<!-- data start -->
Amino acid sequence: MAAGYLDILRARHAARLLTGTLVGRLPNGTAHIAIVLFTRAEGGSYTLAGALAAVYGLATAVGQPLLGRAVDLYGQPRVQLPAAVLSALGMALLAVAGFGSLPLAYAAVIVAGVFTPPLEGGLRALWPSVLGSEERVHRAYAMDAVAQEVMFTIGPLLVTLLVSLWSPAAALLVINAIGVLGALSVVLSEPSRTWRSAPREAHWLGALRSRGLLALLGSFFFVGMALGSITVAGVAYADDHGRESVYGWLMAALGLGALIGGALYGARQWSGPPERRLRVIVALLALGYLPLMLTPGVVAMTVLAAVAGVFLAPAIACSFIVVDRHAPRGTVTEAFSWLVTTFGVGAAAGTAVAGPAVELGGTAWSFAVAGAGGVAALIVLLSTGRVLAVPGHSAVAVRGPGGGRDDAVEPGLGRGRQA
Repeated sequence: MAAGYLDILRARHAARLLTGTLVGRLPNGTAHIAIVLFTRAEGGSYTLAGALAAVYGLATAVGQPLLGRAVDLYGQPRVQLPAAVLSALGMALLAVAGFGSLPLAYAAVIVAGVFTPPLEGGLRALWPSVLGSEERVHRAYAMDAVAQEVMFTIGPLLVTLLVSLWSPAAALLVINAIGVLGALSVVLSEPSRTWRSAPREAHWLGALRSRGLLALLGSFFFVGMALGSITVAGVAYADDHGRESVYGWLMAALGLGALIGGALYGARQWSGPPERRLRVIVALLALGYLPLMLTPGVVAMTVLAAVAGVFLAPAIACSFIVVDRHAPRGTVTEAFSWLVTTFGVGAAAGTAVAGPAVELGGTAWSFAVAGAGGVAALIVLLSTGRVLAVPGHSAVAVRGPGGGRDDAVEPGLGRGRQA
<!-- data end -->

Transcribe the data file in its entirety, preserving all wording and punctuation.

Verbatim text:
Amino acid sequence: MAAGYLDILRARHAARLLTGTLVGRLPNGTAHIAIVLFTRAEGGSYTLAGALAAVYGLATAVGQPLLGRAVDLYGQPRVQLPAAVLSALGMALLAVAGFGSLPLAYAAVIVAGVFTPPLEGGLRALWPSVLGSEERVHRAYAMDAVAQEVMFTIGPLLVTLLVSLWSPAAALLVINAIGVLGALSVVLSEPSRTWRSAPREAHWLGALRSRGLLALLGSFFFVGMALGSITVAGVAYADDHGRESVYGWLMAALGLGALIGGALYGARQWSGPPERRLRVIVALLALGYLPLMLTPGVVAMTVLAAVAGVFLAPAIACSFIVVDRHAPRGTVTEAFSWLVTTFGVGAAAGTAVAGPAVELGGTAWSFAVAGAGGVAALIVLLSTGRVLAVPGHSAVAVRGPGGGRDDAVEPGLGRGRQA
Repeated sequence: MAAGYLDILRARHAARLLTGTLVGRLPNGTAHIAIVLFTRAEGGSYTLAGALAAVYGLATAVGQPLLGRAVDLYGQPRVQLPAAVLSALGMALLAVAGFGSLPLAYAAVIVAGVFTPPLEGGLRALWPSVLGSEERVHRAYAMDAVAQEVMFTIGPLLVTLLVSLWSPAAALLVINAIGVLGALSVVLSEPSRTWRSAPREAHWLGALRSRGLLALLGSFFFVGMALGSITVAGVAYADDHGRESVYGWLMAALGLGALIGGALYGARQWSGPPERRLRVIVALLALGYLPLMLTPGVVAMTVLAAVAGVFLAPAIACSFIVVDRHAPRGTVTEAFSWLVTTFGVGAAAGTAVAGPAVELGGTAWSFAVAGAGGVAALIVLLSTGRVLAVPGHSAVAVRGPGGGRDDAVEPGLGRGRQA